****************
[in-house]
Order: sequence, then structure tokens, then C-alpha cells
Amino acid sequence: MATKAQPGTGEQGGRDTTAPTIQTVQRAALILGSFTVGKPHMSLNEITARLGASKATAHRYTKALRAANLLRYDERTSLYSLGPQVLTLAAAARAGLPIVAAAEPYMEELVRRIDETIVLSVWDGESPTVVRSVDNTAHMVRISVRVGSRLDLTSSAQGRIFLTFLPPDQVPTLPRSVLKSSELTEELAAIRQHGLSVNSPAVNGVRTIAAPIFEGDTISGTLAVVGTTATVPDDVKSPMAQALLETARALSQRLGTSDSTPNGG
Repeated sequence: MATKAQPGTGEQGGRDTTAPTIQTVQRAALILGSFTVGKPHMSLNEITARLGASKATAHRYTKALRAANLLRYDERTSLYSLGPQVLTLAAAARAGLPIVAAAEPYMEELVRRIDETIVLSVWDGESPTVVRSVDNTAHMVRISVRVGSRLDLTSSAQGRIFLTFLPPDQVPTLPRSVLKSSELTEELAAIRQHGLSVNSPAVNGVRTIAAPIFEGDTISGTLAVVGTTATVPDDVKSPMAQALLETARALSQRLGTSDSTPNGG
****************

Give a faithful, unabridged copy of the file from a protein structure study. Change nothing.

[in-house]
Order: sequence, then structure tokens, then C-alpha cells
Amino acid sequence: MATKAQPGTGEQGGRDTTAPTIQTVQRAALILGSFTVGKPHMSLNEITARLGASKATAHRYTKALRAANLLRYDERTSLYSLGPQVLTLAAAARAGLPIVAAAEPYMEELVRRIDETIVLSVWDGESPTVVRSVDNTAHMVRISVRVGSRLDLTSSAQGRIFLTFLPPDQVPTLPRSVLKSSELTEELAAIRQHGLSVNSPAVNGVRTIAAPIFEGDTISGTLAVVGTTATVPDDVKSPMAQALLETARALSQRLGTSDSTPNGG
Repeated sequence: MATKAQPGTGEQGGRDTTAPTIQTVQRAALILGSFTVGKPHMSLNEITARLGASKATAHRYTKALRAANLLRYDERTSLYSLGPQVLTLAAAARAGLPIVAAAEPYMEELVRRIDETIVLSVWDGESPTVVRSVDNTAHMVRISVRVGSRLDLTSSAQGRIFLTFLPPDQVPTLPRSVLKSSELTEELAAIRQHGLSVNSPAVNGVRTIAAPIFEGDTISGTLAVVGTTATVPDDVKSPMAQALLETARALSQRLGTSDSTPNGG